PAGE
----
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Sudan: Government Changes

Volume 793: debated on Thursday 11 October 2018


Asked by

To ask Her Majesty’s Government what assessment they have made of the impact of recent changes in the government of Sudan on the deployment of the United Nations-African Union hybrid operation in Darfur, on the prospects of President Omar al-Bashir securing a third term in office, and on the government of the United States of America revising its foreign policy towards Sudan.

My Lords, I beg leave to ask the Question standing in my name on the Order Paper, and I declare an interest as an officer of the All-Party Group for Sudan.

My Lords, the Government of Sudan must fulfil their obligation to provide peace and stability for all Darfuris by co-operating with UNAMID to ensure that the transition is a success. We continue to urge the Sudanese Government to undertake political reforms, to strengthen democracy and to ensure free, fair and inclusive elections. Sudan continues to work with the United States to seek removal from the state sponsors of terrorism list, and the UK is supportive of this engagement.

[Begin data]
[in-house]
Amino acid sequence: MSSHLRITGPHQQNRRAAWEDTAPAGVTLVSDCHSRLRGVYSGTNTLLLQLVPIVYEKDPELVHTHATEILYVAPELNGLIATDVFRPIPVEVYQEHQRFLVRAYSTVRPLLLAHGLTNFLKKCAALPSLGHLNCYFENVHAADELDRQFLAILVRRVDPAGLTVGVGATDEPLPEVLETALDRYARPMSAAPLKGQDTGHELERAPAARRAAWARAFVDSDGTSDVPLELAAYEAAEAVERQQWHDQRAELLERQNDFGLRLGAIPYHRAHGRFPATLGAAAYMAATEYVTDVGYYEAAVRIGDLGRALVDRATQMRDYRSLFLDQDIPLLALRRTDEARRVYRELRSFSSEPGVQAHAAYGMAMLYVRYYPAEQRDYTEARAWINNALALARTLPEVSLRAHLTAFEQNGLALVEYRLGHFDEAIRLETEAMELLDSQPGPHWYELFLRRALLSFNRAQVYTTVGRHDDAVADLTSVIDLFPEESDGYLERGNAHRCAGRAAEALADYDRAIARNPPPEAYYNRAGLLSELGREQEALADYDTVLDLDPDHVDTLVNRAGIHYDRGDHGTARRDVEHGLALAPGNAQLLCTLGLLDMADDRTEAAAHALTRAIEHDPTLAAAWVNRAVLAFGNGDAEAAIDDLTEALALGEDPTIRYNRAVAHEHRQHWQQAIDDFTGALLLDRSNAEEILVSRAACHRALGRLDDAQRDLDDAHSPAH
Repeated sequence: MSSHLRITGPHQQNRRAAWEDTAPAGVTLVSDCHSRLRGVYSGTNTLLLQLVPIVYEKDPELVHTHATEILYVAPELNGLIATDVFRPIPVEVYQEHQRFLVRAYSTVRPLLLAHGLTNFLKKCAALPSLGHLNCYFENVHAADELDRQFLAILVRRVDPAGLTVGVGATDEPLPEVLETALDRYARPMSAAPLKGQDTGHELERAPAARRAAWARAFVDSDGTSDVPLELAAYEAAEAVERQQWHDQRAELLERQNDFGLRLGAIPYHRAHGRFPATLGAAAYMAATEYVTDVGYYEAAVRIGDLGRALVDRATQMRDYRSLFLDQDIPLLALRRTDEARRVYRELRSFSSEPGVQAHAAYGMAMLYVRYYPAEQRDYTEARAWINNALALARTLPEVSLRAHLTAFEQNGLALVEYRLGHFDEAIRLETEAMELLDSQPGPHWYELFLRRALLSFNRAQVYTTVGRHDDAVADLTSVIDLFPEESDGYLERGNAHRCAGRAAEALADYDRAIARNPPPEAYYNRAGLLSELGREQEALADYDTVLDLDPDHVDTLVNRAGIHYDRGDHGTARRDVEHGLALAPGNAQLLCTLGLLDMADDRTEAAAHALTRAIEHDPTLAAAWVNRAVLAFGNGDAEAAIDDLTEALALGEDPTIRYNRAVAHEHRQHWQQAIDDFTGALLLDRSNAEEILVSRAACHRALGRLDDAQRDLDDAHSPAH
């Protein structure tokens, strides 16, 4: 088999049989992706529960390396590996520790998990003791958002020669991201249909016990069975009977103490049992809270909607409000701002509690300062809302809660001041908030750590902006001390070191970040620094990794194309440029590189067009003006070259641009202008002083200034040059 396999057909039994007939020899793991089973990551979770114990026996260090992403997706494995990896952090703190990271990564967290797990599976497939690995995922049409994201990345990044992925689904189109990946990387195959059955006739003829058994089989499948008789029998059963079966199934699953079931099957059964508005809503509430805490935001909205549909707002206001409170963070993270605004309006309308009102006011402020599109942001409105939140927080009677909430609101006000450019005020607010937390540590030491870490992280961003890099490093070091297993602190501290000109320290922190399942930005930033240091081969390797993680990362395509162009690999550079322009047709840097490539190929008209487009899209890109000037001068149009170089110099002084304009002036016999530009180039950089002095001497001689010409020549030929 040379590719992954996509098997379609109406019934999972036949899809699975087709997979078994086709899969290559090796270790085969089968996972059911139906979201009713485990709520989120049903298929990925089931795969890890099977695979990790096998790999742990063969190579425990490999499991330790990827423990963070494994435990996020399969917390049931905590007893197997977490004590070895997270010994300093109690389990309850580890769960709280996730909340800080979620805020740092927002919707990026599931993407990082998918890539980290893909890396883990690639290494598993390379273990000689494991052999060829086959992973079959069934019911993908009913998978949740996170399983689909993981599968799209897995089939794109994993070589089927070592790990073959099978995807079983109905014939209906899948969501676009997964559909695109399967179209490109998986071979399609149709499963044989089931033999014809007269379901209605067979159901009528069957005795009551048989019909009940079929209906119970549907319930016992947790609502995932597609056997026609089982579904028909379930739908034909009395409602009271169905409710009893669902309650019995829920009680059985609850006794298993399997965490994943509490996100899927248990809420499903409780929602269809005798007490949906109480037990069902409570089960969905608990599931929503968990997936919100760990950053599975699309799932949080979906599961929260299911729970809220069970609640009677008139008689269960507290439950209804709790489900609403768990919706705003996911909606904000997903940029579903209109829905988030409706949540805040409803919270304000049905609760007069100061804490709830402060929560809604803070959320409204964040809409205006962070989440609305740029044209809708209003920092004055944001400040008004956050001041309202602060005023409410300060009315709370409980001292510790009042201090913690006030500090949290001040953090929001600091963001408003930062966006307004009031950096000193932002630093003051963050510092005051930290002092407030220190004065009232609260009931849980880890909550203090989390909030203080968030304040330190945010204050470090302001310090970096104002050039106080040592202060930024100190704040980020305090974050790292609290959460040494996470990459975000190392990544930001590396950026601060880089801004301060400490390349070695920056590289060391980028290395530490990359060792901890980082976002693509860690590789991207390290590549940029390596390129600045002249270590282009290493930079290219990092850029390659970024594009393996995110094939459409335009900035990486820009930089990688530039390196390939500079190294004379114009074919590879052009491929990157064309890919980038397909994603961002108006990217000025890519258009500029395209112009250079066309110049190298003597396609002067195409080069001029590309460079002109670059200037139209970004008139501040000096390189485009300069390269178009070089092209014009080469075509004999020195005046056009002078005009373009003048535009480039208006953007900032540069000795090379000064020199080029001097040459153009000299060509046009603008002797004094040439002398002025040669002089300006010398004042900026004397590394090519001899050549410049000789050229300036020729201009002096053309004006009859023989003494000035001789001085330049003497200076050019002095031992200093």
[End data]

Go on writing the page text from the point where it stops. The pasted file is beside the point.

My Lords, I thank the Minister for that reply and note the press release received from our ambassador in Sudan this morning. However, in Darfur members of the All-Party Group for Sudan were told that the hasty withdrawal of UN troops had fuelled insecurity and instability, leaving the work of aid organisations nigh-on impossible. Meanwhile, of course, President Bashir is still presiding over genocide in Darfur, brutal conflict with South Sudan and repression of civil society. He now seeks to amend the constitution so that he can stand for re-election in 2020. Will the Government act with the international community to prevent Darfur being abandoned yet again and follow the example of the Democratic Republic of the Congo, where international intervention forced President Joseph Kabila to listen to his people and stand down?